According to T. David Gordon:
When people do read today (and they don’t read often), they read almost exclusively for information or content; they almost never read for the pleasure obtained by reading an author whose command of the language is exceptional.
Ministers will read Tom Clancy stuff, and they routinely read the latest best-selling self-help book, but as a group they are no more interested in texts than is the culture of which they are a part. They read for information or amusement, but they do not read because they cherish the aesthetic pleasure taken in something that is well written. They notice only the content of which they read, but do not notice the subtler semi-miracle of language well-employed.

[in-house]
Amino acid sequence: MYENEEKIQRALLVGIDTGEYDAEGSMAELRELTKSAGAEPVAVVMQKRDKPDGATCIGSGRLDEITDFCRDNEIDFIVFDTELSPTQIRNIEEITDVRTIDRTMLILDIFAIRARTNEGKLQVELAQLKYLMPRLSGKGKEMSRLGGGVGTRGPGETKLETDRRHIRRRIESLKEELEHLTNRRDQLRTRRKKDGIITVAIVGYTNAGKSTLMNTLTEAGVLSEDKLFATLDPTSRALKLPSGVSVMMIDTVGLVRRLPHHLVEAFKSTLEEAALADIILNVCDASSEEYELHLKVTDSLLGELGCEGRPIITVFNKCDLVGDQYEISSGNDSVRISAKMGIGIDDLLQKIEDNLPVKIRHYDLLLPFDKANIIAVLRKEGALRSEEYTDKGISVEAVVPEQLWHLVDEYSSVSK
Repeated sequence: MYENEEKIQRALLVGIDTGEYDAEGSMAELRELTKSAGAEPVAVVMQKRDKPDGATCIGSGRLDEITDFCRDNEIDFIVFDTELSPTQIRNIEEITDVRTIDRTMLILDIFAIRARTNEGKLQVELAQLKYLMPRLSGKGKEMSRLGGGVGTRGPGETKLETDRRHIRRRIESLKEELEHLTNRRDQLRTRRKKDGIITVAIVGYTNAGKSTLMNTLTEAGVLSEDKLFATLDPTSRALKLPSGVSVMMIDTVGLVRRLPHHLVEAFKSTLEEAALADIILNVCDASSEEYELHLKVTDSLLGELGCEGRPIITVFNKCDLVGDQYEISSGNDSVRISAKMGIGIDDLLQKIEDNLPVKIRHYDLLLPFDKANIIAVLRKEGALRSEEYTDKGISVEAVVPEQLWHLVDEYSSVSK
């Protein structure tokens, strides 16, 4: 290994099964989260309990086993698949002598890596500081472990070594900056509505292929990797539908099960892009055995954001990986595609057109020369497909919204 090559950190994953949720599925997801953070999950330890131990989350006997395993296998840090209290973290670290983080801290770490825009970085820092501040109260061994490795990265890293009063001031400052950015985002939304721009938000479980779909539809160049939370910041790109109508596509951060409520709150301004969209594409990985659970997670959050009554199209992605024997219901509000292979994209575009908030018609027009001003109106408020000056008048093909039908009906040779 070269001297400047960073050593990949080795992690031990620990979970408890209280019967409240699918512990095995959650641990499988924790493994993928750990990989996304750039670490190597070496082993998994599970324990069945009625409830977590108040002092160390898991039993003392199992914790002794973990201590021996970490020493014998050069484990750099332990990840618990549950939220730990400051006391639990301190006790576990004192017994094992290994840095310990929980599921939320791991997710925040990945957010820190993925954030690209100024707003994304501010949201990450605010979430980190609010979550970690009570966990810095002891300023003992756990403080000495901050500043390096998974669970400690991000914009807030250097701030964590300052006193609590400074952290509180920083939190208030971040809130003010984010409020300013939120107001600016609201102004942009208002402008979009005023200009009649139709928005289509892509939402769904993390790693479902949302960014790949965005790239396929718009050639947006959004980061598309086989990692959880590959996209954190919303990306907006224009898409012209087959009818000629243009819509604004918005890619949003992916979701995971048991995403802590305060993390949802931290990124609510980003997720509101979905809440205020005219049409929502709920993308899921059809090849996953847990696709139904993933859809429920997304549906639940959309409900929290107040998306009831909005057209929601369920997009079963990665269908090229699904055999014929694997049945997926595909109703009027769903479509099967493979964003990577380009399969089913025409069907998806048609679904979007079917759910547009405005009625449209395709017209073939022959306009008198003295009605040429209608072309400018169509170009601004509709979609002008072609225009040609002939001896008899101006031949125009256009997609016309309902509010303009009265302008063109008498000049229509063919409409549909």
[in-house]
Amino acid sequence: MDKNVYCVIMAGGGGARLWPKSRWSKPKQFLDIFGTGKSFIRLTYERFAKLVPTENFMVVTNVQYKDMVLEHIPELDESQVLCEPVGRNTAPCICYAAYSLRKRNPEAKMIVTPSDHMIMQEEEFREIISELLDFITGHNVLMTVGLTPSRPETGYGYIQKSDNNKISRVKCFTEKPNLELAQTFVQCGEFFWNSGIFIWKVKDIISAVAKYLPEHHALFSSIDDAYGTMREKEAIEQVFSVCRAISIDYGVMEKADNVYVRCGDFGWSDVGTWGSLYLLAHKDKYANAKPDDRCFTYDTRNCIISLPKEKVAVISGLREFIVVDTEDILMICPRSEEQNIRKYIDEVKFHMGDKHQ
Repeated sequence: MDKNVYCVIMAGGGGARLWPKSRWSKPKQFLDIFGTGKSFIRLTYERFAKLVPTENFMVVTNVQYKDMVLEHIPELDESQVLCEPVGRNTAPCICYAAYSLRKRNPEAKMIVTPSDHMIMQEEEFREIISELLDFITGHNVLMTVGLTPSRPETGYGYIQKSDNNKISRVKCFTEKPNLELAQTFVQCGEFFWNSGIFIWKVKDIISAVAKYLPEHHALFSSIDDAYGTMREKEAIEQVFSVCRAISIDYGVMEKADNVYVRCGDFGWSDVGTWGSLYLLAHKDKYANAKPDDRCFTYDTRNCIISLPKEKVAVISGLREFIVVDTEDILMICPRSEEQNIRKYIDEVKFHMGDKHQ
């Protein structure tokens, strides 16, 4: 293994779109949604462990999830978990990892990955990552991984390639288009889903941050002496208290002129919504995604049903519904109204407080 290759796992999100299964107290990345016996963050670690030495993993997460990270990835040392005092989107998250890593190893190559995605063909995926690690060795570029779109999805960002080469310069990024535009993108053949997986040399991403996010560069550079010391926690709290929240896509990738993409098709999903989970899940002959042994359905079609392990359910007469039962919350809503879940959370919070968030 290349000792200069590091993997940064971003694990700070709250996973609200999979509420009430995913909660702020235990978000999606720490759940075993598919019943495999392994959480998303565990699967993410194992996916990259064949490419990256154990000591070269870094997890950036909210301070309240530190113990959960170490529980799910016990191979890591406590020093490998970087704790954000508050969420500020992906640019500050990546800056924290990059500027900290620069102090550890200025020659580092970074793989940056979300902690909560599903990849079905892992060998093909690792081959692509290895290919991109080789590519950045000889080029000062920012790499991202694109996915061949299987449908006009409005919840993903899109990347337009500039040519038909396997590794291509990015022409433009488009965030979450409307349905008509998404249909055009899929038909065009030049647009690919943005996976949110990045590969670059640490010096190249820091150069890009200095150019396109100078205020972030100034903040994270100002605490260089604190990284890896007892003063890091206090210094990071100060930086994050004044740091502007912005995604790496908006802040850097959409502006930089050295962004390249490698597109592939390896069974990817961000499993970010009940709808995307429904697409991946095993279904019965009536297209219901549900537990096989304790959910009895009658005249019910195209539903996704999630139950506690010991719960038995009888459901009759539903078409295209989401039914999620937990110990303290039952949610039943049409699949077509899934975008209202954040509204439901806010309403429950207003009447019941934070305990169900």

How does this phenomenon affect them as preachers? Well, they read the Bible the same way they read everything else: virtually speed-reading, scanning it for its most overt content. What is this passage about? they ask as they read, but they don’t raise questions about how the passage is constructed. […] All of their sermons are about Christian truth or theology in general, and the particular text they read ahead of time merely prompts their memory or calls their attention to one of Christianity’s important realities (insofar as they perceive it). Their reading does not stimulate them to rethink anything, and since the text doesn’t stimulate them particularly (but merely serves as a reminder of what they already know), their sermon is not particularly stimulating to their hearers.
Culturally, then, we are no longer careful, close readers of texts, sacred or secular. We scan for information, but we do not appreciate literary craftsmanship. Exposition is therefore virtually a lost art. We don’t really read texts to enter the world of the author and perceive reality through his vantage point; we read texts to see how they confirm what we already believe about reality.
Why Johnny Can’t Preach (p.44-49)